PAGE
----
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Summer 2007               Fueling Our Future

Natural Gas
Ranking: Yellow

Verdict:
While natural gas can be a viable short-term emissions-reducing strategy, especially for fleets, there are much better fuels available now, in terms of environmental impacts and personal convenience.

What is it?:

The same gas that heats two-thirds of American homes, lights stoves, and powers water heaters becomes a vehicle fuel when it is squeezed into cylinders as “compressed natural gas” (CNG) or chilled to form “liquified natural gas” (LNG). Natural gas is found underground and is mostly methane, with small amounts of other gases and water vapor. It is formed over centuries when animals and plants decompose while sealed off from oxygen.

Pros:
  • Natural gas is capable of burning more completely and cleanly than gasoline, emitting less particulate pollution. Greenhouse gas emissions are 25 percent lower than gasoline, and each fill-up is currently cheaper than gasoline.
  • Drivers of cars that are equipped to take CNG can skip the gas station and refuel at home: A “Phill” unit, which can be purchased currently in 17 states for about $2,000 and mounts on a garage wall, allows customers to fuel their cars directly from the natural gas pipes that heat their homes. (Liquified natural gas, by contrast, is used almost exclusively for large industrial vehicles.) As for the safety of Phill units, the manufacturer, FuelMaker Corp. of Toronto, says they have safety mechanisms that will shut them down if they’re not connected properly or if the system senses a methane leak or other malfunction.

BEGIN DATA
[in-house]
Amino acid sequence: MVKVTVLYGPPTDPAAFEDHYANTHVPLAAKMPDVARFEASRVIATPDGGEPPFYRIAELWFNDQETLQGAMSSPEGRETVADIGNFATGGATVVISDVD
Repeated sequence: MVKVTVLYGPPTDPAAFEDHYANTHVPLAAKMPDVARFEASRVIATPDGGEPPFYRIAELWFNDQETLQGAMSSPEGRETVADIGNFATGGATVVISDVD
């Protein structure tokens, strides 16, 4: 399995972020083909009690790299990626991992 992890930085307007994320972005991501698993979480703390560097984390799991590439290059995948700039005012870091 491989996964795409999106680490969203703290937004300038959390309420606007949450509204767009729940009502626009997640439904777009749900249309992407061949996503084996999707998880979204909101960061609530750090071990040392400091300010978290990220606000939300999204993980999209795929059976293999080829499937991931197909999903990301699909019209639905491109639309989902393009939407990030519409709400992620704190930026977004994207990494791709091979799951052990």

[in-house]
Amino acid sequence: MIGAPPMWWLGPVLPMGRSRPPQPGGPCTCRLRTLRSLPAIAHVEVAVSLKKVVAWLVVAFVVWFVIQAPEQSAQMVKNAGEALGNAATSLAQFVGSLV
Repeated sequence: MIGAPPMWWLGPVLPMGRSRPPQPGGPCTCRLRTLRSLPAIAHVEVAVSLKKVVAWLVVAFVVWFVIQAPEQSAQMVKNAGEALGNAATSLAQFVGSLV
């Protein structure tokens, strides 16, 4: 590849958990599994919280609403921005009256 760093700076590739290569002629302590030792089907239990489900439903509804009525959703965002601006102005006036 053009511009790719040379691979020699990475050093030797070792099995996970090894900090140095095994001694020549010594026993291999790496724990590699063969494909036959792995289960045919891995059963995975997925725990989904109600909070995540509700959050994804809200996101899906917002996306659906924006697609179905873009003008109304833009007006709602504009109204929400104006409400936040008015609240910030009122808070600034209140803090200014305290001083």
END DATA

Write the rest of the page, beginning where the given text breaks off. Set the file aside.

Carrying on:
• Natural gas is a commodity extracted primarily here in North America, not imported from overseas. (Increased demand could change this.)
  • For fleets of buses and trucks, natural gas historically was a much cleaner choice than diesel. Now, natural gas is losing its edge as cleaner diesel technologies close the gap between the two fuels, according to the Union of Concerned Scientists. Today, new ultra-low-sulfur diesel makes it possible to bring particulate matter pollution from diesel engines down to levels as low as natural gas engines, though older diesel vehicles require a retrofit filter for this improvement. For the next few years, natural gas engines still have lower emissions of nitrous oxides than diesel vehicles, though diesels are expected to reduce that pollutant to equal levels by 2010.
Cons:
  • Natural gas, like petroleum, is a finite, non-renewable resource.
  • Natural gas stations aren’t easy to find—and there’s only one model of CNG car currently on the market.
  • The CNG storage tank takes up about half of the traditional trunk space in a CNG passenger vehicle.
  • Though a climate improvement over gas and a climate tie with ultra-low-sulfur diesel, it’s still not the best fuel available for reducing emissions.
Current status:
The US Department of Energy estimates there is a 60-year supply of natural gas from conventional sources in the US, and more than a 200-year supply from advanced technologies and new discoveries.

The Honda Civic GX is the only current passenger car designed to run on CNG (a previous Ford model was discontinued). Some experiments are underway to use the methane that rises up from landfills, sewage, or manure as renewably generated “biogas.” This technique is used widely in developing countries, but is still experimental on a municipal level in the US.

Should You Make the Switch?:

No. You can get better mileage and lower emissions more with other fuels—and better convenience, too. Plus, if you’re looking to be part of a long-term environmental solution that’s renewable indefinitely, CNG isn’t it.

Natural gas might be a good intermediate emissions-reduction step for truck and bus fleets.

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plug-in electric hybridbiodieselgas-electric hybridcellulosic ethanolnatural gasultra-low-sulfur dieselhydrogen fuel cellsE85 corn ethanol

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